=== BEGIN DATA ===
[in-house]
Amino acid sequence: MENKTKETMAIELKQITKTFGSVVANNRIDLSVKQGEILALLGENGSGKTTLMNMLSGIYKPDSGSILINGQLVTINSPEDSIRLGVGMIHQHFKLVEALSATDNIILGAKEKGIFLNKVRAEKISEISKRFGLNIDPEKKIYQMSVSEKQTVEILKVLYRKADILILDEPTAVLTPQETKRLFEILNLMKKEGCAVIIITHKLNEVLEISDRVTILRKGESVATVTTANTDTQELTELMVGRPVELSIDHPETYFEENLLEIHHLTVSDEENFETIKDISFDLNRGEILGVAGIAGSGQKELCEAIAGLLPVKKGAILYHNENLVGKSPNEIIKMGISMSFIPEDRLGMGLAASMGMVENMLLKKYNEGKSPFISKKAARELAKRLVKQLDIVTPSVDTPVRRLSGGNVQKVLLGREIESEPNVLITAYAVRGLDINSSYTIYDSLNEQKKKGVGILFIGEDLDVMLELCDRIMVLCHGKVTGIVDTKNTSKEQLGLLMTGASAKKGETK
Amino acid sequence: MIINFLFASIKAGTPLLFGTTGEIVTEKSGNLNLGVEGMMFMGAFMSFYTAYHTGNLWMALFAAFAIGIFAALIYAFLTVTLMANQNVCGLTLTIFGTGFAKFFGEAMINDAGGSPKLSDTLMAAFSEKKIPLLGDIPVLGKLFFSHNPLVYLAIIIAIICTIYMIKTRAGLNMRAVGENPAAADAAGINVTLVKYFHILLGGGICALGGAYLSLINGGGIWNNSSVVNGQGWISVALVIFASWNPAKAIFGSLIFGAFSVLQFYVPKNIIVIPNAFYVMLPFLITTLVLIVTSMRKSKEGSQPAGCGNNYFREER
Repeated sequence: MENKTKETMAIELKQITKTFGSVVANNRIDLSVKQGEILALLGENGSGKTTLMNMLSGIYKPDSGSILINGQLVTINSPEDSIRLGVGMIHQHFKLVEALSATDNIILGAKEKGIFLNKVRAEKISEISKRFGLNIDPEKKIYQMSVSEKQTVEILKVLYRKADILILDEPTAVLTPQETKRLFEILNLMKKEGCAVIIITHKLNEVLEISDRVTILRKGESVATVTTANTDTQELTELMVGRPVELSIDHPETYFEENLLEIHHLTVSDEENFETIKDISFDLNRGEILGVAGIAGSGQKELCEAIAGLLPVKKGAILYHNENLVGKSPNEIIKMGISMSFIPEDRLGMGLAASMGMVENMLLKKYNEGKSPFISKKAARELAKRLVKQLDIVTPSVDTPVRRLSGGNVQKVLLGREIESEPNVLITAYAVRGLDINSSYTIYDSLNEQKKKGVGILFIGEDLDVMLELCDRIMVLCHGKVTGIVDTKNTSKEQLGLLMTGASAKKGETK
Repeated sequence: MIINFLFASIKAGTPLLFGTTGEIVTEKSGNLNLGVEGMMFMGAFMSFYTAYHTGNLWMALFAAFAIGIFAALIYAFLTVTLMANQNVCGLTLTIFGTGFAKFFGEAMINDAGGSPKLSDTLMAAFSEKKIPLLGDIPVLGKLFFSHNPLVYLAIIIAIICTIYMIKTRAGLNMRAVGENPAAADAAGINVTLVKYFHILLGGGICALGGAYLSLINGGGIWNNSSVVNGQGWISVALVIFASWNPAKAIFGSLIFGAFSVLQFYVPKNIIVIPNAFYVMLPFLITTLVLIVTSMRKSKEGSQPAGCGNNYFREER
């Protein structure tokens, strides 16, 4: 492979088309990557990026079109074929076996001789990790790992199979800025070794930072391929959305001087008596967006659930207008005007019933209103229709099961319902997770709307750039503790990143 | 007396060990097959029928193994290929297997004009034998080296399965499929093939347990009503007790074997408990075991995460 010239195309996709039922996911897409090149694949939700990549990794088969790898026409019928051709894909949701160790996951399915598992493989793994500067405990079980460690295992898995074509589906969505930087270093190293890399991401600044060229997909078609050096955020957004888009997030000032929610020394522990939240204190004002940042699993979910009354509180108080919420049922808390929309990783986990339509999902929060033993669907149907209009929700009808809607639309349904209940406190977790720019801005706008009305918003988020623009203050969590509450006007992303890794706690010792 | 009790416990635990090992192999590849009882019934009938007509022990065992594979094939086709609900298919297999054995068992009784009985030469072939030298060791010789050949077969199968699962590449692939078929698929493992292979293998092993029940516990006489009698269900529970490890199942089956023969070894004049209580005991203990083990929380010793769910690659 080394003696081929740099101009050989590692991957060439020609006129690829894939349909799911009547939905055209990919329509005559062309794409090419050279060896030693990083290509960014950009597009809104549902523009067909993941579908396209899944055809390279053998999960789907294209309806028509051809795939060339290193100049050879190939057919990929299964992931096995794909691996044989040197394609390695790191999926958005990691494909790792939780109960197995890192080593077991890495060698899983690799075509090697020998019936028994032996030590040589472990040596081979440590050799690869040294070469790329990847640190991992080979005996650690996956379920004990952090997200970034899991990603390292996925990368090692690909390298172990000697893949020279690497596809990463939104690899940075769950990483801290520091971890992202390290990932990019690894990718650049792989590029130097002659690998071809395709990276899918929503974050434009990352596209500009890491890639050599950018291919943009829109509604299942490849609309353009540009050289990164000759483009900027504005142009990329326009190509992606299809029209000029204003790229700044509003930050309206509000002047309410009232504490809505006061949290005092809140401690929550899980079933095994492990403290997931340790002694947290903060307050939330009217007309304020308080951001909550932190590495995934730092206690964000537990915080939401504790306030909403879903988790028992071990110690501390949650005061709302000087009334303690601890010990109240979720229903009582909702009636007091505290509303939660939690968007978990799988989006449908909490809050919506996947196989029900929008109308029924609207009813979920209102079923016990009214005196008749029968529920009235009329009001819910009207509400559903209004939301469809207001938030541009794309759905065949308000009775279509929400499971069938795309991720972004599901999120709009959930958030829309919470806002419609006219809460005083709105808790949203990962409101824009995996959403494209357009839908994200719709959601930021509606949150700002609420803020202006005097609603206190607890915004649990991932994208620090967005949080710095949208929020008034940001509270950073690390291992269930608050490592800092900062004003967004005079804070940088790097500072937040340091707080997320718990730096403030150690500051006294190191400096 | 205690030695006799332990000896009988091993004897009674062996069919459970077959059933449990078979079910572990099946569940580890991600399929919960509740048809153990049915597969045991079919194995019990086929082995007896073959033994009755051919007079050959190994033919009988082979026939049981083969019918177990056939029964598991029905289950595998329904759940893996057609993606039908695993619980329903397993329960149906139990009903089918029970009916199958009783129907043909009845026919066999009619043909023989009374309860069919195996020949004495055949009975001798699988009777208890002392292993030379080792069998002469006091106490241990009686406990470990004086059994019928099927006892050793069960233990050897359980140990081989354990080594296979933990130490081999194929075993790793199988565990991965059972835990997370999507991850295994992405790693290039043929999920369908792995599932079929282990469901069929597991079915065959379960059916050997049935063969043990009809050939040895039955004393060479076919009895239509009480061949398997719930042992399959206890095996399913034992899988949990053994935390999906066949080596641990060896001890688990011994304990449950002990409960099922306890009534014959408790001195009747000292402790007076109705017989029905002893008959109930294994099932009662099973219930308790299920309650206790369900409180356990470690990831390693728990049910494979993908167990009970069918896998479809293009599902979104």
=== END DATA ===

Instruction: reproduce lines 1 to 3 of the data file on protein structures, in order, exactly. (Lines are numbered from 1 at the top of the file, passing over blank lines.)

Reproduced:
[in-house]
Amino acid sequence: MENKTKETMAIELKQITKTFGSVVANNRIDLSVKQGEILALLGENGSGKTTLMNMLSGIYKPDSGSILINGQLVTINSPEDSIRLGVGMIHQHFKLVEALSATDNIILGAKEKGIFLNKVRAEKISEISKRFGLNIDPEKKIYQMSVSEKQTVEILKVLYRKADILILDEPTAVLTPQETKRLFEILNLMKKEGCAVIIITHKLNEVLEISDRVTILRKGESVATVTTANTDTQELTELMVGRPVELSIDHPETYFEENLLEIHHLTVSDEENFETIKDISFDLNRGEILGVAGIAGSGQKELCEAIAGLLPVKKGAILYHNENLVGKSPNEIIKMGISMSFIPEDRLGMGLAASMGMVENMLLKKYNEGKSPFISKKAARELAKRLVKQLDIVTPSVDTPVRRLSGGNVQKVLLGREIESEPNVLITAYAVRGLDINSSYTIYDSLNEQKKKGVGILFIGEDLDVMLELCDRIMVLCHGKVTGIVDTKNTSKEQLGLLMTGASAKKGETK
Amino acid sequence: MIINFLFASIKAGTPLLFGTTGEIVTEKSGNLNLGVEGMMFMGAFMSFYTAYHTGNLWMALFAAFAIGIFAALIYAFLTVTLMANQNVCGLTLTIFGTGFAKFFGEAMINDAGGSPKLSDTLMAAFSEKKIPLLGDIPVLGKLFFSHNPLVYLAIIIAIICTIYMIKTRAGLNMRAVGENPAAADAAGINVTLVKYFHILLGGGICALGGAYLSLINGGGIWNNSSVVNGQGWISVALVIFASWNPAKAIFGSLIFGAFSVLQFYVPKNIIVIPNAFYVMLPFLITTLVLIVTSMRKSKEGSQPAGCGNNYFREER